Regulation A+

Regulation A+ and the “Mini-IPO”: Tips for Startups

Save time and money by using Regulation A+

Regulation A+, sometimes called Reg A+, is frequently referred to as the “mini-IPO.” It is a scaled down version of a traditional IPO that subjects certain early-stage companies to less stringent requirements. The mini-IPO process is less costly, has less onerous ongoing reporting requirements, and involves a shorter timeline to going public.

Regulation A+ and the JOBS Act

President Obama signed The JOBS Act into law on April 5, 2012. The Act implemented a number of regulatory changes designed to make public markets more accessible to emerging growth companies (EGCs). The Securities and Exchange Commission (SEC) defines an EGC as a company with less than $1.07 billion in total gross revenues during its most recent fiscal year.

Two Offering Tiers

Under Tier 1, a company may raise up to $20 million on public markets in a 12-month period while being subject to minimal reporting requirements. Additional state law requirements may apply to Tier 1 offerings though. Tier 2 enables a company to raise up to $50 million in a 12-month period. Tier 2 offerings are exempt from additional obligations under state law.

The Mini-IPO Process

The mini-IPO process under Regulation A+ resembles the traditional IPO process in many ways. Companies that want to issue securities must file a registration statement on Form 1-A. The registration statement for a regular IPO is a Form S-1. After the company submits the registration statement for the offering to the SEC, the SEC will review and provide comments. The offering can commence only once the review process results in the “qualification” of the Form 1-A. A notice of qualification will be posted by the SEC’s Division of Corporation Finance. Unlike a traditional IPO, there are no filing fees associated with submitting a Form 1-A for review to the SEC.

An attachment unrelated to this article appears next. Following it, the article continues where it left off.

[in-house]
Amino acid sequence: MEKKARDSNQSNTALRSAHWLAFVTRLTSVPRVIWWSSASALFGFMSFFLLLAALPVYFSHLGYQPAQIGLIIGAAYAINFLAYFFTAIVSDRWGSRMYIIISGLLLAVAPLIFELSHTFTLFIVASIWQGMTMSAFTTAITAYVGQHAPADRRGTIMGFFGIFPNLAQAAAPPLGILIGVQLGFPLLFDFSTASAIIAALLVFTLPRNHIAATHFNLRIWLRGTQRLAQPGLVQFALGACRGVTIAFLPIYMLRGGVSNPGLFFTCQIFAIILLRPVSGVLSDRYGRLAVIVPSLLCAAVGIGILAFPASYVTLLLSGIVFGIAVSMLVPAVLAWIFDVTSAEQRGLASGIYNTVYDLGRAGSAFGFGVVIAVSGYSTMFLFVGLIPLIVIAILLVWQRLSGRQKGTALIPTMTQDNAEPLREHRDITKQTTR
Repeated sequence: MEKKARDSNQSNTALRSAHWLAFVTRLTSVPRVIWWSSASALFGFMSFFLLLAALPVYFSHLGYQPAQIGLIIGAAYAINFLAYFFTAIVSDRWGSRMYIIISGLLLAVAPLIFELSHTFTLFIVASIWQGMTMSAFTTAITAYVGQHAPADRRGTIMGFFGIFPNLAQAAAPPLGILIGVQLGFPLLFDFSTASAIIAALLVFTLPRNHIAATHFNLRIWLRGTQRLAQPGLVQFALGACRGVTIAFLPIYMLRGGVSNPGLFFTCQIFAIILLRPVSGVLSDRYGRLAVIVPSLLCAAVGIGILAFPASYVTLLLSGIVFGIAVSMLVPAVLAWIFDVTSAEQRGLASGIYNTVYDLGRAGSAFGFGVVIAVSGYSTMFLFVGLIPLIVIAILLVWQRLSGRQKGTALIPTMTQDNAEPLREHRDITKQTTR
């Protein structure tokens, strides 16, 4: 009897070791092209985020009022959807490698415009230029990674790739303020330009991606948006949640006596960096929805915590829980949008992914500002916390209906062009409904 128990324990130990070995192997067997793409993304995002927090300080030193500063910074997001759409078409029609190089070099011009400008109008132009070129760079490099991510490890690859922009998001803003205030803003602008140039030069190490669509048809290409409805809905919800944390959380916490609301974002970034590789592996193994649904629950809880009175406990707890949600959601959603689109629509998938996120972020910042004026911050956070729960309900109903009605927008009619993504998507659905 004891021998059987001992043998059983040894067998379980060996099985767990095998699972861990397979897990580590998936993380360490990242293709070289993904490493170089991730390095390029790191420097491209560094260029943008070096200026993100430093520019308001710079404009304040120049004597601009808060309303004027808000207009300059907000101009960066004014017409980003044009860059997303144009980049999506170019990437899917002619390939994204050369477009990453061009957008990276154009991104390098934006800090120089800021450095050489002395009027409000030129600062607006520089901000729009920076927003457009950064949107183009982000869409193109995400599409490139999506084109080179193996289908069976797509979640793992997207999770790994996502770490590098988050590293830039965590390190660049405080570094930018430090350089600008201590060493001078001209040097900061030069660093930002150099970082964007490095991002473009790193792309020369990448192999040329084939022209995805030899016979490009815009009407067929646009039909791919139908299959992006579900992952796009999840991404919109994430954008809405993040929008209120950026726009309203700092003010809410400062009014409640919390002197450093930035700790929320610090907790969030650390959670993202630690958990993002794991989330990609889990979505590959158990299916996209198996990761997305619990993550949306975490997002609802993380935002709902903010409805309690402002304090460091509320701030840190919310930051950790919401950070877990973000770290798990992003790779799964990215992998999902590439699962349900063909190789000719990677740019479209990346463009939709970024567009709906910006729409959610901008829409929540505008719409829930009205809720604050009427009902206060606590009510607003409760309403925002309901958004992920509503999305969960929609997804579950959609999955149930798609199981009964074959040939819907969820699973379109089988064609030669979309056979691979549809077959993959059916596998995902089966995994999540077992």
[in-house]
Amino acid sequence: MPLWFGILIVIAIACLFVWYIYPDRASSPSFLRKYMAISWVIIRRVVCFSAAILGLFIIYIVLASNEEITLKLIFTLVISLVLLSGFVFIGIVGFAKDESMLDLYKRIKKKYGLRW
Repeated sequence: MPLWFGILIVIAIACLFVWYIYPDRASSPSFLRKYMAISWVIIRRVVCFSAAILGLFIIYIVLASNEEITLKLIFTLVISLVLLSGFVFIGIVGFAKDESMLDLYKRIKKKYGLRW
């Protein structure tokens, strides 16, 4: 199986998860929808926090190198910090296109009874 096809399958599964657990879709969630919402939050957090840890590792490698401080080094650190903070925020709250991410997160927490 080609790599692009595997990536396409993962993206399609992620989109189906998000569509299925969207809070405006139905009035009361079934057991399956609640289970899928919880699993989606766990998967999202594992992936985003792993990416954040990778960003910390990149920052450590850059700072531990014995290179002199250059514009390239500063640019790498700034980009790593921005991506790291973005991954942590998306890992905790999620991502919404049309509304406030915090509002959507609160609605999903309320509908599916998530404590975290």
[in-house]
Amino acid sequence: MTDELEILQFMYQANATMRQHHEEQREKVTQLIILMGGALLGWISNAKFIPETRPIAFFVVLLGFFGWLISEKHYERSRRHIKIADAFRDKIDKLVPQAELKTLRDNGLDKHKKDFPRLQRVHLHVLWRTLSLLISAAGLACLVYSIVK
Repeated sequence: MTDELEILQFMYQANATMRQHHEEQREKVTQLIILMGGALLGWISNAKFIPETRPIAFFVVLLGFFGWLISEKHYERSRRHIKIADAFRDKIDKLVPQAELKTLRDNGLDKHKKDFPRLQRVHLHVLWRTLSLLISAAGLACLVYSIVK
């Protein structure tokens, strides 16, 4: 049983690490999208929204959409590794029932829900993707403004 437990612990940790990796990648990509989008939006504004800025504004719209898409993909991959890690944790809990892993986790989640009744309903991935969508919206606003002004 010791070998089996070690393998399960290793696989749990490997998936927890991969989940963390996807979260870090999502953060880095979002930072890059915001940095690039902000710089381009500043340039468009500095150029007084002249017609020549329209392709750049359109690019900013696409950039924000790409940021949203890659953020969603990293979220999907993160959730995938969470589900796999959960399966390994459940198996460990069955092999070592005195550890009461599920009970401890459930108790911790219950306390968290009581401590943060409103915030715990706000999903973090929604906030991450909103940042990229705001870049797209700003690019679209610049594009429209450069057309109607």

Regulation A+ Ongoing Report Requirements

After qualifying under Regulation A+ as either a Tier 1 or Tier 2 issuer, companies still face ongoing SEC reporting requirements.

Ryan Carpenter serves as Attorney and Managing Director of Carpenter Wellington. Ryan advises clients across a broad set of corporate and commercial matters.

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